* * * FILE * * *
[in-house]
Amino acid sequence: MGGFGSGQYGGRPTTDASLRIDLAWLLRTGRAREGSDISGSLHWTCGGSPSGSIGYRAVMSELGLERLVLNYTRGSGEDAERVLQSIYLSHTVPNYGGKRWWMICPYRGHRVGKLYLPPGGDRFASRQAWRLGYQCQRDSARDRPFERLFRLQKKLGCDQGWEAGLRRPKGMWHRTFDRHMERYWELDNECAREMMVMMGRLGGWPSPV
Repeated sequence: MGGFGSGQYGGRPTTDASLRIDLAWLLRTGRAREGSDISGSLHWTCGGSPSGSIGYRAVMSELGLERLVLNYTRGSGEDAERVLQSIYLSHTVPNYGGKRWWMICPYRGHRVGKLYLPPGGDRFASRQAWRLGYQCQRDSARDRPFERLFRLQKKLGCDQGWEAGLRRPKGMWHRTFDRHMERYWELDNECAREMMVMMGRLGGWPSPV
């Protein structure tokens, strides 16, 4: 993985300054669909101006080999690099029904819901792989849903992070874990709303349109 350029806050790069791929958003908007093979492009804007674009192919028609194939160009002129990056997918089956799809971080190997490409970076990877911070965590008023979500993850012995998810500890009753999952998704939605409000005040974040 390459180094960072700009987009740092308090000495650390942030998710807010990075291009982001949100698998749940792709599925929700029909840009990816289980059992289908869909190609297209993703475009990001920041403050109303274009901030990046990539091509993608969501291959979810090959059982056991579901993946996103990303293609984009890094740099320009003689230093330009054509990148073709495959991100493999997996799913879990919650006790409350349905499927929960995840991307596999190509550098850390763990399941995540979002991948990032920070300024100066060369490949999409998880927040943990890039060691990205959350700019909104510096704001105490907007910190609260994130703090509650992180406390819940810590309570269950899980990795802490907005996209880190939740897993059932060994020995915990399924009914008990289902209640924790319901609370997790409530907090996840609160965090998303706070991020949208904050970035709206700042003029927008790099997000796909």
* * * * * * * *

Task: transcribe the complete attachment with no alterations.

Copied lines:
[in-house]
Amino acid sequence: MGGFGSGQYGGRPTTDASLRIDLAWLLRTGRAREGSDISGSLHWTCGGSPSGSIGYRAVMSELGLERLVLNYTRGSGEDAERVLQSIYLSHTVPNYGGKRWWMICPYRGHRVGKLYLPPGGDRFASRQAWRLGYQCQRDSARDRPFERLFRLQKKLGCDQGWEAGLRRPKGMWHRTFDRHMERYWELDNECAREMMVMMGRLGGWPSPV
Repeated sequence: MGGFGSGQYGGRPTTDASLRIDLAWLLRTGRAREGSDISGSLHWTCGGSPSGSIGYRAVMSELGLERLVLNYTRGSGEDAERVLQSIYLSHTVPNYGGKRWWMICPYRGHRVGKLYLPPGGDRFASRQAWRLGYQCQRDSARDRPFERLFRLQKKLGCDQGWEAGLRRPKGMWHRTFDRHMERYWELDNECAREMMVMMGRLGGWPSPV
């Protein structure tokens, strides 16, 4: 993985300054669909101006080999690099029904819901792989849903992070874990709303349109 350029806050790069791929958003908007093979492009804007674009192919028609194939160009002129990056997918089956799809971080190997490409970076990877911070965590008023979500993850012995998810500890009753999952998704939605409000005040974040 390459180094960072700009987009740092308090000495650390942030998710807010990075291009982001949100698998749940792709599925929700029909840009990816289980059992289908869909190609297209993703475009990001920041403050109303274009901030990046990539091509993608969501291959979810090959059982056991579901993946996103990303293609984009890094740099320009003689230093330009054509990148073709495959991100493999997996799913879990919650006790409350349905499927929960995840991307596999190509550098850390763990399941995540979002991948990032920070300024100066060369490949999409998880927040943990890039060691990205959350700019909104510096704001105490907007910190609260994130703090509650992180406390819940810590309570269950899980990795802490907005996209880190939740897993059932060994020995915990399924009914008990289902209640924790319901609370997790409530907090996840609160965090998303706070991020949208904050970035709206700042003029927008790099997000796909």